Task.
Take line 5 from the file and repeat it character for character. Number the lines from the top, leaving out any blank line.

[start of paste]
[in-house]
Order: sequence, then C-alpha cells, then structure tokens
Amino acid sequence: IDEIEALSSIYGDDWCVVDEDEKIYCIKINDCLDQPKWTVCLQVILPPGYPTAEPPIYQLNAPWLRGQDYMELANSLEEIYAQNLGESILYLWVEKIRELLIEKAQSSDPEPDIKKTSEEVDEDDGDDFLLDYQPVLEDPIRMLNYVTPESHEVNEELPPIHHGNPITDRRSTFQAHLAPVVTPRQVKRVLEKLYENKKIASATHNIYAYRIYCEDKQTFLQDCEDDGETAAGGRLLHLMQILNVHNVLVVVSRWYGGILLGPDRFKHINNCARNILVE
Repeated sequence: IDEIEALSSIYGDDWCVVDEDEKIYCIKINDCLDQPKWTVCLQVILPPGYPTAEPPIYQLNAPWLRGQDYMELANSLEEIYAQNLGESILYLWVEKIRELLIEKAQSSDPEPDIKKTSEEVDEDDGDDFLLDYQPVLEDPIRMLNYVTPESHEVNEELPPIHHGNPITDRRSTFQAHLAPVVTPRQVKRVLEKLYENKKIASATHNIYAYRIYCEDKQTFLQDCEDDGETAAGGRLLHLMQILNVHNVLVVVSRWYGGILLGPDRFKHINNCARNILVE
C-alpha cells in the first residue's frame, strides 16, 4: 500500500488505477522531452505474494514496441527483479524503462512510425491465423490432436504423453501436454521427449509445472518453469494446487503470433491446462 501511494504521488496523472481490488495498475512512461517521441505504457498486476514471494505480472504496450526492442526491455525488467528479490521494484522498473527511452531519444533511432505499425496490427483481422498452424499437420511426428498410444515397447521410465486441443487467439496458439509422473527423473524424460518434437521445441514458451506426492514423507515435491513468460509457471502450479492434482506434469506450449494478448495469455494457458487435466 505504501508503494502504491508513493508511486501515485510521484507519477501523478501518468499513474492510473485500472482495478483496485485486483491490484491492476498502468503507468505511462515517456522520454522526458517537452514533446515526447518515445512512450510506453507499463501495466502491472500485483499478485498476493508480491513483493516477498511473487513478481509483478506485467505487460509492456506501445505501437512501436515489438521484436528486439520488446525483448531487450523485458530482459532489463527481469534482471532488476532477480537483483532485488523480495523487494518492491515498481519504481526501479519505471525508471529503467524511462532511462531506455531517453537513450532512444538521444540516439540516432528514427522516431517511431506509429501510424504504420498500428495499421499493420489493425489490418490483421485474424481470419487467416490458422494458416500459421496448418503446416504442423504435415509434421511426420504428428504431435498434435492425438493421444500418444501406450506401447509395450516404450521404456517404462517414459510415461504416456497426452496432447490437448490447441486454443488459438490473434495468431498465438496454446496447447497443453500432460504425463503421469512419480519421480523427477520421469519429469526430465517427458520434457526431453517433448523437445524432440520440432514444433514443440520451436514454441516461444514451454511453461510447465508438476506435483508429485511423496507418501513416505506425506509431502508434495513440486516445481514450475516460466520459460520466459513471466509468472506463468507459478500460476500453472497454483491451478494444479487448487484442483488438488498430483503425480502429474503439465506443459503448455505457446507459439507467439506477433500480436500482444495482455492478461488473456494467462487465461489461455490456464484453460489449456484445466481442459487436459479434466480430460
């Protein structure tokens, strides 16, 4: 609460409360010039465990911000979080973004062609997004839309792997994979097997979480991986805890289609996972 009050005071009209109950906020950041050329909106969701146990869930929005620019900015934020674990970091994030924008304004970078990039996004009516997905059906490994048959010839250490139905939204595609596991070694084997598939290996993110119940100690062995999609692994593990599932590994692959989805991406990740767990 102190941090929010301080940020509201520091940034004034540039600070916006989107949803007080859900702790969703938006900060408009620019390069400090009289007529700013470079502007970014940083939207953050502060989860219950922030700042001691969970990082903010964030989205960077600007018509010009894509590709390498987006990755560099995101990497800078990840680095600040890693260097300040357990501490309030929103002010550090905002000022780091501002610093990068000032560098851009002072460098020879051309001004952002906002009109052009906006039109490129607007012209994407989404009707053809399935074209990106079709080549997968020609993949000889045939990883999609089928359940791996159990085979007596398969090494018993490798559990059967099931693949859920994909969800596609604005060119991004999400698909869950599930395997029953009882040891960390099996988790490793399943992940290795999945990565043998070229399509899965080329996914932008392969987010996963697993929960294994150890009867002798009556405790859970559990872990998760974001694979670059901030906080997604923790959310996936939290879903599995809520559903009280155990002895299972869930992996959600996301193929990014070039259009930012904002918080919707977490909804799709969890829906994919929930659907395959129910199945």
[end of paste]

C-alpha cells in the first residue's frame, strides 16, 4: 500500500488505477522531452505474494514496441527483479524503462512510425491465423490432436504423453501436454521427449509445472518453469494446487503470433491446462 501511494504521488496523472481490488495498475512512461517521441505504457498486476514471494505480472504496450526492442526491455525488467528479490521494484522498473527511452531519444533511432505499425496490427483481422498452424499437420511426428498410444515397447521410465486441443487467439496458439509422473527423473524424460518434437521445441514458451506426492514423507515435491513468460509457471502450479492434482506434469506450449494478448495469455494457458487435466 505504501508503494502504491508513493508511486501515485510521484507519477501523478501518468499513474492510473485500472482495478483496485485486483491490484491492476498502468503507468505511462515517456522520454522526458517537452514533446515526447518515445512512450510506453507499463501495466502491472500485483499478485498476493508480491513483493516477498511473487513478481509483478506485467505487460509492456506501445505501437512501436515489438521484436528486439520488446525483448531487450523485458530482459532489463527481469534482471532488476532477480537483483532485488523480495523487494518492491515498481519504481526501479519505471525508471529503467524511462532511462531506455531517453537513450532512444538521444540516439540516432528514427522516431517511431506509429501510424504504420498500428495499421499493420489493425489490418490483421485474424481470419487467416490458422494458416500459421496448418503446416504442423504435415509434421511426420504428428504431435498434435492425438493421444500418444501406450506401447509395450516404450521404456517404462517414459510415461504416456497426452496432447490437448490447441486454443488459438490473434495468431498465438496454446496447447497443453500432460504425463503421469512419480519421480523427477520421469519429469526430465517427458520434457526431453517433448523437445524432440520440432514444433514443440520451436514454441516461444514451454511453461510447465508438476506435483508429485511423496507418501513416505506425506509431502508434495513440486516445481514450475516460466520459460520466459513471466509468472506463468507459478500460476500453472497454483491451478494444479487448487484442483488438488498430483503425480502429474503439465506443459503448455505457446507459439507467439506477433500480436500482444495482455492478461488473456494467462487465461489461455490456464484453460489449456484445466481442459487436459479434466480430460